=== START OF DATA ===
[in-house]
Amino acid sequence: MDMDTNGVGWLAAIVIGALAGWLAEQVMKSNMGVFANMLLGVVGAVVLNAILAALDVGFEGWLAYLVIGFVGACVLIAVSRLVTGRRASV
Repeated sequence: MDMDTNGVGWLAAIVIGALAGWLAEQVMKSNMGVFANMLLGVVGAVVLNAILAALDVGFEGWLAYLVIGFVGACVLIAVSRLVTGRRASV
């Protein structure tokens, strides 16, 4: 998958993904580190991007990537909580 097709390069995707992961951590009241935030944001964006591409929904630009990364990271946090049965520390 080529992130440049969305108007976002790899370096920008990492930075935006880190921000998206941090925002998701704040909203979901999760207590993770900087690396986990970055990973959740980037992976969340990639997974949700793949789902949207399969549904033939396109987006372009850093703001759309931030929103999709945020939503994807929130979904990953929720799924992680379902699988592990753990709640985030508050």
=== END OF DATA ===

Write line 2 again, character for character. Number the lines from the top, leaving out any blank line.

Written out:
Amino acid sequence: MDMDTNGVGWLAAIVIGALAGWLAEQVMKSNMGVFANMLLGVVGAVVLNAILAALDVGFEGWLAYLVIGFVGACVLIAVSRLVTGRRASV